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Out of The Cradle Endlessly Rocking

Out of the Cradle Endlessly Rocking

Walt Whitman, in Out of the Cradle Endlessly Rocking, presents the reader with metaphors and a glimpse of life's turbulence. Poetry is often difficult for students to understand, especially if literature isn't your major. Get help with explicating poetry like the poems of Walt Whitman from Paper Masters. We provide custom written research and our writers will help you write any paper on Walt Whitman or his poem Out of the Cradle Endlessly Rocking. Below are a few good ideas to focus on when writing about Whitman's poem:

  • Explore the theme of life's turbulence within the poem.
  • Compare and contrast the various sections, deliberately divided by Whitman.
  • What other themes are within the poem?

Using italics through much of the poem, Whitman emphasizes loneliness and loss. In Section 5, he calls upon the sea winds to blow, while "I wait and I wait, till you blow my mate to me."

That section is preceded by a series of meanderings, in which Whitman recalls memories of not-so-happy times, where a boy (Whitman?) sheds tears and throws himself upon the sand, reminiscing darkly about a more innocent childhood. This same theme re-emerges in Section 6: "Down, almost amid the slapping waves, Sat the lone singer, wonderful, causing tears." And in Section 7, Whitman calls upon the waves to soothe him and asks nature - from the land to the moon - to give him back the mate he loves so much. The section ends in despair, following a series of "O" plaints, in which Whitman expresses the despair his soul feels, and concludes with finality of his emotional grief: "But my love no more, no more with me! We two together no more."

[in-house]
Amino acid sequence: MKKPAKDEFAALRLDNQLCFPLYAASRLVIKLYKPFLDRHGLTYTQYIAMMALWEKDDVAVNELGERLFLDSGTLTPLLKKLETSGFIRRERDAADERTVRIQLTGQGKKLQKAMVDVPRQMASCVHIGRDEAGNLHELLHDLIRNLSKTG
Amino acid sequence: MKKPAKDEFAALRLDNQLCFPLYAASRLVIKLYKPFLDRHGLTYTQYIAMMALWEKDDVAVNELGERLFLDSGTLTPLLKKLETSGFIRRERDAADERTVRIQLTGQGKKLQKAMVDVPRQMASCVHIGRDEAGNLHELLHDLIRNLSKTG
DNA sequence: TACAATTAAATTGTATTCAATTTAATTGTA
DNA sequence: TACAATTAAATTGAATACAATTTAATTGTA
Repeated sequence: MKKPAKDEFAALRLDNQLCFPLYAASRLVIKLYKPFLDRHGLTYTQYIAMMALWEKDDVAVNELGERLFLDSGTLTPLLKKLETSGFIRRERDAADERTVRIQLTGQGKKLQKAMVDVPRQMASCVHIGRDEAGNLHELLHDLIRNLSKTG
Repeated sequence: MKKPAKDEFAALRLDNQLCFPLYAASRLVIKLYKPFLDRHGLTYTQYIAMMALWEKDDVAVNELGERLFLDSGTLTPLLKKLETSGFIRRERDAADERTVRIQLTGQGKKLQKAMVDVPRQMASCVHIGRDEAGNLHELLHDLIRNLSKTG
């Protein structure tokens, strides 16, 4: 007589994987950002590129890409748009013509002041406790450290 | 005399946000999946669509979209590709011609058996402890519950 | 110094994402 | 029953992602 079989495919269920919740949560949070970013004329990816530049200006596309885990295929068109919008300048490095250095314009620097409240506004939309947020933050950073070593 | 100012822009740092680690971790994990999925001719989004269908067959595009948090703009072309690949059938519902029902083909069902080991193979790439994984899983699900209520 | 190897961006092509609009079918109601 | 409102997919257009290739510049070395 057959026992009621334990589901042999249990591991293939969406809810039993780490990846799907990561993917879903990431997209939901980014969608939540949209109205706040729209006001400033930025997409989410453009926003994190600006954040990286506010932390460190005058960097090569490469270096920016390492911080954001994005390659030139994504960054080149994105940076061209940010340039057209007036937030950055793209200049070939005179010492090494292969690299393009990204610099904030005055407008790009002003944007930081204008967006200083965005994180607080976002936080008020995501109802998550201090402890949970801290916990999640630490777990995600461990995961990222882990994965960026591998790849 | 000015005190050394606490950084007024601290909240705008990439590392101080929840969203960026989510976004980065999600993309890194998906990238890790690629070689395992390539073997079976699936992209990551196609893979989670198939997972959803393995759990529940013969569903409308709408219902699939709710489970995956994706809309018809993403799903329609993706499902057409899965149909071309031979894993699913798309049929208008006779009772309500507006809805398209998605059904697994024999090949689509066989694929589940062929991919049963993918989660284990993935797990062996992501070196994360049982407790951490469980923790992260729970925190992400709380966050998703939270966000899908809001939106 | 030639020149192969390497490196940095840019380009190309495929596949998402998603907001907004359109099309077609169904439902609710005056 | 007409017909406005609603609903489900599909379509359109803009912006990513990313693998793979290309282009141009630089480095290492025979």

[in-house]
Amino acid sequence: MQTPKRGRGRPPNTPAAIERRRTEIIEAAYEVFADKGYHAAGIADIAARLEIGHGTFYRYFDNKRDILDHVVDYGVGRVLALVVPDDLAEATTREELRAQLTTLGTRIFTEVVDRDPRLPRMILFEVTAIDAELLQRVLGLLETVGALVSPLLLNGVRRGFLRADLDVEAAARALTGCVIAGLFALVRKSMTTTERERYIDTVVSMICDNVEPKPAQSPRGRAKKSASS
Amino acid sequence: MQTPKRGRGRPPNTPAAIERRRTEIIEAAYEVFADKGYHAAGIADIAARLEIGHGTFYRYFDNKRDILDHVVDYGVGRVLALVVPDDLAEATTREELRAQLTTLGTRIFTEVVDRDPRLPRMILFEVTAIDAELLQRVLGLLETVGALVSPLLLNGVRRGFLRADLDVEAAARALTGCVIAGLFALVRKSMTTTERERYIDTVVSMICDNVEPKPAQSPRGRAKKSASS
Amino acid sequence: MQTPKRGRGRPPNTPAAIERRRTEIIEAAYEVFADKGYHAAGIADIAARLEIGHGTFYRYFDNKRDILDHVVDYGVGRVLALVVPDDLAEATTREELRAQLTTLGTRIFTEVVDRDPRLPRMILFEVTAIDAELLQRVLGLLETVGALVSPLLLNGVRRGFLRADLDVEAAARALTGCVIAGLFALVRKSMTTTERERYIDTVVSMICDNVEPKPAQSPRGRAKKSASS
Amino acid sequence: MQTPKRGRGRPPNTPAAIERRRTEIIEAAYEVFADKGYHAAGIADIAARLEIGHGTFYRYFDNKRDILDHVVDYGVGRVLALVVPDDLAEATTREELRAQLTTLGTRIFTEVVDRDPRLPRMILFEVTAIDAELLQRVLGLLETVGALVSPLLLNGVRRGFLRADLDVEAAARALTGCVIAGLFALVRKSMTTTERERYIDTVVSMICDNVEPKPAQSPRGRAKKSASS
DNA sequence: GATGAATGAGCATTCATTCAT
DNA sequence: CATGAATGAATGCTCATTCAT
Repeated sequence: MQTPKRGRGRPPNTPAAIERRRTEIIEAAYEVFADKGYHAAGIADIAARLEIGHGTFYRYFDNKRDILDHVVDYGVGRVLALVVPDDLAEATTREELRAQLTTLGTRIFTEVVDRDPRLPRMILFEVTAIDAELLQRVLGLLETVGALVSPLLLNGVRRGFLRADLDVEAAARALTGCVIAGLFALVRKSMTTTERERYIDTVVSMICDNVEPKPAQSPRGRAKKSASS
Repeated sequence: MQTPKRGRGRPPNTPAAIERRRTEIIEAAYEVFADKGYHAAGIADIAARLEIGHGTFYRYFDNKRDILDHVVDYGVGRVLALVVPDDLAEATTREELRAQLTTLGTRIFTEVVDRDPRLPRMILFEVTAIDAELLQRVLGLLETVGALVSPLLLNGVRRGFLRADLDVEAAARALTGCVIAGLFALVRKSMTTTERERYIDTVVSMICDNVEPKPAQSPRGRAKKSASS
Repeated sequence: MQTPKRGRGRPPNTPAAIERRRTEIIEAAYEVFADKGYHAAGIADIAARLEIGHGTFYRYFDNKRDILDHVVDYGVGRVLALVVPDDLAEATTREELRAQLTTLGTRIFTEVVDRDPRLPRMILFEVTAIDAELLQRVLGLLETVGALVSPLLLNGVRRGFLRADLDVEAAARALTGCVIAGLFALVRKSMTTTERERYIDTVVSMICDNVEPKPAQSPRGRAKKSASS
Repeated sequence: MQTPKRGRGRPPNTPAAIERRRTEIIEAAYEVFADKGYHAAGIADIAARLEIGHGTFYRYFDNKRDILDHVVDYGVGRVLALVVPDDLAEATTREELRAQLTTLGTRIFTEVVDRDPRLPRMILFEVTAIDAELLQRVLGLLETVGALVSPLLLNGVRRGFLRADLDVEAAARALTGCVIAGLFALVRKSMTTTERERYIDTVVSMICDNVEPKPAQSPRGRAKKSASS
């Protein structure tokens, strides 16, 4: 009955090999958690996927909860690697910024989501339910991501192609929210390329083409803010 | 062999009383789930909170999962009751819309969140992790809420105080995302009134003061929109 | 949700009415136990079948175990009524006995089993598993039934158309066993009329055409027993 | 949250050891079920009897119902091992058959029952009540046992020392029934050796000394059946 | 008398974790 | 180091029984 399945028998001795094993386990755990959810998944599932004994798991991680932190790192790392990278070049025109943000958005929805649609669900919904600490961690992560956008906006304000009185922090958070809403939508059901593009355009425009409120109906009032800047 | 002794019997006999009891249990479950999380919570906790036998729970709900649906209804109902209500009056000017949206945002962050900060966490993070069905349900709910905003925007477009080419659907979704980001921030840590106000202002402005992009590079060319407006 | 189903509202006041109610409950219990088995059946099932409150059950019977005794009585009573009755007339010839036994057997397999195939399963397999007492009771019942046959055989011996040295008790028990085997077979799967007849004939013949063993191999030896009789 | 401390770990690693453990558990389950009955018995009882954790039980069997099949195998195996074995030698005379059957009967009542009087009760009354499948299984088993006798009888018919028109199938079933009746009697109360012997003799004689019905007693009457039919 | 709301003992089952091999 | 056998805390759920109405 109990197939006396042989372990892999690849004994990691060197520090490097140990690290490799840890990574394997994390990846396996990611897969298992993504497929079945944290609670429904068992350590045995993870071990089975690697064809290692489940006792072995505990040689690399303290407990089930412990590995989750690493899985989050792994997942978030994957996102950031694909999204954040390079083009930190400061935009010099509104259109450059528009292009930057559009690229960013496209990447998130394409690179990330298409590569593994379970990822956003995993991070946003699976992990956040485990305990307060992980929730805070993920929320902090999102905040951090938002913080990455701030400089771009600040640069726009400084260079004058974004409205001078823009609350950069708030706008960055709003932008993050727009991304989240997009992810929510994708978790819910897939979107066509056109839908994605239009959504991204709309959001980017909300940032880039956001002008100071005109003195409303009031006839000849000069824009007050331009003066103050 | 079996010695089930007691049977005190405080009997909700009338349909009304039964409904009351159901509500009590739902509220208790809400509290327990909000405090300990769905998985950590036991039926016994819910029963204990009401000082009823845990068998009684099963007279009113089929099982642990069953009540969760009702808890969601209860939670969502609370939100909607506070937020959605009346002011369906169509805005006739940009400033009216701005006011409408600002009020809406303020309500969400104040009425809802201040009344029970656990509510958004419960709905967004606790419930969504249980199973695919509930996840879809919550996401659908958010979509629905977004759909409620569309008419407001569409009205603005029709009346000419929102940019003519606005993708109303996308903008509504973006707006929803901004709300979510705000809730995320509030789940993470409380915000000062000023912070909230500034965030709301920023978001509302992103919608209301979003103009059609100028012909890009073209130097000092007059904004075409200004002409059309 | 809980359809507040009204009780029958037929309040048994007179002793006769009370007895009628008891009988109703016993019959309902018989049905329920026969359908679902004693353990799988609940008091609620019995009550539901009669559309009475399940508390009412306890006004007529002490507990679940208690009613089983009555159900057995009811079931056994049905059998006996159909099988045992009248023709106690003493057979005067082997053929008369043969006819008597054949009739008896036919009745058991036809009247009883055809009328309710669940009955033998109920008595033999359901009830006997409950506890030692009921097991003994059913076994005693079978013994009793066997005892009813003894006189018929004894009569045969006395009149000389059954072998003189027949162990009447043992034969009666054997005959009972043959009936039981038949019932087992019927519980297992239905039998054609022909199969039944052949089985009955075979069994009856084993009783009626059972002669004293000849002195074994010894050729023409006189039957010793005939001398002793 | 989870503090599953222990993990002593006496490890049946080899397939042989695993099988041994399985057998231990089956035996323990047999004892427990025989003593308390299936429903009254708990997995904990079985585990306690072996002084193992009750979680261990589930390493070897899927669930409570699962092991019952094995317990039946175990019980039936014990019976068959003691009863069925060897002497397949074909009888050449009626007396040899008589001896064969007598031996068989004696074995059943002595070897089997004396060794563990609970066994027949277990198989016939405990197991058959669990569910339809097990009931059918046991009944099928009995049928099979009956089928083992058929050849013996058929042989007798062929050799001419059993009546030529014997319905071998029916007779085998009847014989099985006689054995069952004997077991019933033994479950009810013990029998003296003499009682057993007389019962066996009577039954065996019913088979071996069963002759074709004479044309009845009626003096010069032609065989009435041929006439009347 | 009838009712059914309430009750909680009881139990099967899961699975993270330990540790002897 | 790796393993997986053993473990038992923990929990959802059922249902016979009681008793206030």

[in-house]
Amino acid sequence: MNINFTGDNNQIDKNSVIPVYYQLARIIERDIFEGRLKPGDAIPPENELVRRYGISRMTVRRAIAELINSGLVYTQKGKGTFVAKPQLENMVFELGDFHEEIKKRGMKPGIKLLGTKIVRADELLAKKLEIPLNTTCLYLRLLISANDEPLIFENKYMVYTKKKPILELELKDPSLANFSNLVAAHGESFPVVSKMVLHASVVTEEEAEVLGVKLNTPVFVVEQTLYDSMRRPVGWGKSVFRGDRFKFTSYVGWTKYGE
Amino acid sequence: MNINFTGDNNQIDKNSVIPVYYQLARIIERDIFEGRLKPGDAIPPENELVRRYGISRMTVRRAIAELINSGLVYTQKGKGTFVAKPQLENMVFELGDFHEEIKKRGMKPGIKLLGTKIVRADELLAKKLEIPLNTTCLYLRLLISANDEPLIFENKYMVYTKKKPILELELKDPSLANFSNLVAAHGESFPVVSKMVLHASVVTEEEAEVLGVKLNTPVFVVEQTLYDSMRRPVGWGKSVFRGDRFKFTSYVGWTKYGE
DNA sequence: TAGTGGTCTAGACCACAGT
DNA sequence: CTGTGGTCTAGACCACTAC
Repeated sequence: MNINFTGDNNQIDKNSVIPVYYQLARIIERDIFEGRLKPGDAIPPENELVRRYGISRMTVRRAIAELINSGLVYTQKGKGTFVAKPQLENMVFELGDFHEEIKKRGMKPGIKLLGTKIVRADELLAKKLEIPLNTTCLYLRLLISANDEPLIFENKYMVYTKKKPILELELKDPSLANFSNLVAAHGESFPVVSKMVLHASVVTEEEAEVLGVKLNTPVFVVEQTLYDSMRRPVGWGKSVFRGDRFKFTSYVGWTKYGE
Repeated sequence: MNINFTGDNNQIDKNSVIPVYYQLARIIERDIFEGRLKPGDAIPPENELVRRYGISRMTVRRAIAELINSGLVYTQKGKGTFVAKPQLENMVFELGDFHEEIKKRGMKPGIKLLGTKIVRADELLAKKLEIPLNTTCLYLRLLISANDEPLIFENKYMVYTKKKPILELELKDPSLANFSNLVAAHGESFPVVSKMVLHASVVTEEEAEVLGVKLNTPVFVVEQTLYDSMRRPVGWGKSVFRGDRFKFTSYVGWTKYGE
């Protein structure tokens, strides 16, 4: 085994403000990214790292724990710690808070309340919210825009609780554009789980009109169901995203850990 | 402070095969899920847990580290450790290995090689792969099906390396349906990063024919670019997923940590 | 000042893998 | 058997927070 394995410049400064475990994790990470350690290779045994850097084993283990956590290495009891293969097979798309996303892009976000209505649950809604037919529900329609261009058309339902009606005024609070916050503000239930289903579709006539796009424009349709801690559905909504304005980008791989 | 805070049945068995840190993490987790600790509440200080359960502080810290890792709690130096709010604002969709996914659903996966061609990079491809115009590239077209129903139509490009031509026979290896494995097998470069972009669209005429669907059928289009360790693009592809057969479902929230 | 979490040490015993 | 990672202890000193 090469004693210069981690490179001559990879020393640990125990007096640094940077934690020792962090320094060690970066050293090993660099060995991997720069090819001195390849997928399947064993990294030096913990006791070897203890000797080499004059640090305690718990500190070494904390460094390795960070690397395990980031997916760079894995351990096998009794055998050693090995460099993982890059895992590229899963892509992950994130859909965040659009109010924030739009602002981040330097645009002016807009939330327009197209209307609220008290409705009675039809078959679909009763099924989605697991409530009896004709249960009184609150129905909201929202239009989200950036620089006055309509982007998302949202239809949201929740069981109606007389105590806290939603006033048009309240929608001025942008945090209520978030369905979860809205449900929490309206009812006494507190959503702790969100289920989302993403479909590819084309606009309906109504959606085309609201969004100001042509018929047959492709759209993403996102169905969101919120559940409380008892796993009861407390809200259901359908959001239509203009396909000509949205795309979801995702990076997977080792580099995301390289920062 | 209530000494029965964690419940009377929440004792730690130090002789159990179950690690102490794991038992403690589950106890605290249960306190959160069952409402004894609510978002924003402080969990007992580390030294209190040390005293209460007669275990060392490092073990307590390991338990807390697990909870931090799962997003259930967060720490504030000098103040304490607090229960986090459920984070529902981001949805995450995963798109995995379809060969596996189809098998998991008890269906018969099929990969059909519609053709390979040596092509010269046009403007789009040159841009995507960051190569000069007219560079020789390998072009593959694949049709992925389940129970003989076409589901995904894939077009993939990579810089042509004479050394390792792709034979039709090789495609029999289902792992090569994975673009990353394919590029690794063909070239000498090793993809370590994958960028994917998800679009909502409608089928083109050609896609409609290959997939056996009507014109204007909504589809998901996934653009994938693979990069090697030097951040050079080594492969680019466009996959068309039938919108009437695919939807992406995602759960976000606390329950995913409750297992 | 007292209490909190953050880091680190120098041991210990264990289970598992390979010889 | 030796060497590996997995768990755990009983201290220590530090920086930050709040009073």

There also is regret expressed, for in Section 9 Whitman longs for the "peaceful child" he once was, something that he will never experience again. The downward emotional spiral continues when the poet says the sea answers him, saying over and over: "Death, Death, Death, Death, Death" (Section 10).

Does the poet really see death as the only outcome? While it might seem that way, there is finally relief from the dark mood in the final section (10), where a more hopeful note sounds. There, Whitman speaks about his own songs being awakened once again, "The word of the sweetest song, and all songs," whispered to him by the sea. I interpreted this final section to mean the poet had finally resolved the heart-wrenching conflicts in his mind and that he was at last at peace with himself. Yet, we are still left with an enigma, for the final line of the poem reads: "The sea whisper'd me." Is the sea now calling him home forever? Or, has Whitman resolved the conflicts within himself? The sea, I feel, is a return to the cradle, for it is endlessly rocking, a rocking that ends only in death.

This is an unanswered question, and a most disturbing one, to which there is no absolute answer.

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